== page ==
Analysis of only mixed cell lines (n = 2) with parameters including a P value of 0.01 and an intergroup gap of 2.0 yielded a set of 373 differentially expressed genes. Prominently upregulated genes included several genes associated with ATII cells and also lung cancers: ALDH3A1, VDR and CHKA. Several upregulated genes have been shown to be integral or related to ATII functioning: SGK1, HSD17B11 and LEPR. Finally, several upregulated genes appear to play a role in lung cancers, including FDXR and GP96. Downregulated genes appear to be associated with bone, muscle and central nervous system tissues as well as other widespread tissues.
To the best of our knowledge, this accounting of the gene expression changes associated with the differentiation of a human UCB-derived stem cell toward an ATII cell represents the first such effort. Dissecting which components of SAGM affect specific gene regulation events is warranted.
Sequence-specific binding by transcription factors (TFs) interprets regulatory information encoded in the genome. Using recently published universal protein binding microarray (PBM) data on the in vitro DNA binding preferences of these proteins for all possible 8-base-pair sequences, we examined the evolutionary conservation and enrichment within putative regulatory regions of the binding sequences of a diverse library of 104 nonredundant mouse TFs spanning 22 different DNA-binding domain structural classes. We found that not only high affinity binding sites, but also numerous moderate and low affinity binding sites, are under negative selection in the mouse genome. These 8-mers occur preferentially in putative regulatory regions of the mouse genome, including CpG islands and non-exonic ultraconserved elements (UCEs). Of TFs whose PBM ‘bound’ 8-mers are enriched within sets of tissue-specific UCEs, many are expressed in the same tissue(s) as the UCE-driven gene expression. Phylogenetically conserved motif occurrences of various TFs were also enriched in the noncoding sequence surrounding numerous gene sets corresponding to Gene Ontology categories and tissue-specific gene expression clusters, suggesting involvement in transcriptional regulation of those genes. Altogether, our results indicate that many of the sequences bound by these proteins in vitro, including lower affinity DNA sequences, are likely to be functionally important in vivo. This study not only provides an initial analysis of the potential regulatory associations of 104 mouse TFs, but also presents an approach for the functional analysis of TFs from any other metazoan genome as their DNA binding preferences are determined by PBMs or other technologies.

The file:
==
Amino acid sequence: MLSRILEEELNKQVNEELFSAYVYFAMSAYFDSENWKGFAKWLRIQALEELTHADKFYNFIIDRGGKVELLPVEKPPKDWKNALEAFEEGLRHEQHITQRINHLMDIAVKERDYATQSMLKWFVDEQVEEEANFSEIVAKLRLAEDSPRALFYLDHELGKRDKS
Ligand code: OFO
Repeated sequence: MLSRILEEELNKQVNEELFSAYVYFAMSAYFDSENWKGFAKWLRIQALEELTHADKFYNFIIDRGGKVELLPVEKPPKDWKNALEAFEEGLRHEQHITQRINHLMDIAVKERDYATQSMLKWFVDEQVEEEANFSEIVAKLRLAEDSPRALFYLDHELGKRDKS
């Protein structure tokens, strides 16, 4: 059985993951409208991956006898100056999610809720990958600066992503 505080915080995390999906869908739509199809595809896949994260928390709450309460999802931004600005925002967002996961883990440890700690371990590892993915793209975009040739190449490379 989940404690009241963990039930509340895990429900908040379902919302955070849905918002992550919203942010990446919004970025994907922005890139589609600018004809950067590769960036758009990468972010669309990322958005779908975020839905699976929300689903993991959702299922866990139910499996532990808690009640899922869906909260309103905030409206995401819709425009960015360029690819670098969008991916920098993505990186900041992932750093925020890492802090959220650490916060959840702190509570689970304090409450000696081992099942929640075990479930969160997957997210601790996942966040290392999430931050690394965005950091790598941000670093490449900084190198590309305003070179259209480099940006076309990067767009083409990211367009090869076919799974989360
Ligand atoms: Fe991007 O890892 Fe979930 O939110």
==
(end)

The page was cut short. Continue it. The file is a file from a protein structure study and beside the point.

transcription factors; transcription factor binding sites; protein binding microarrays; conservation; DNA binding site affinities
Canonical Notch signaling is initiated when ligand binding induces proteolytic release of the intracellular part of Notch (ICN) from the cell membrane. ICN then travels into the nucleus where it drives the assembly of a transcriptional activation complex containing the DNA-binding transcription factor CSL, ICN, and a specialized co-activator of the Mastermind family. A consensus DNA binding site motif for the CSL protein was previously defined using selection-based methods, but whether subsequent association of Notch and Mastermind-like proteins affects the DNA binding preferences of CSL has not previously been examined.
Here, we utilized protein-binding microarrays (PBMs) to compare the binding site preferences of isolated CSL with the preferred binding sites of CSL when bound to the CSL-binding domains of all four different human Notch receptors. Measurements were taken both in the absence and in the presence of Mastermind-like-1 (MAML1). Our data show no detectable difference in the DNA binding site preferences of CSL before and after loading of Notch and MAML1 proteins.
These findings support the conclusion that accrual of Notch and MAML1 promote transcriptional activation without dramatically altering the preferred sites of DNA binding, and illustrate the potential of PBMs to analyze the binding site preferences of multiprotein-DNA complexes.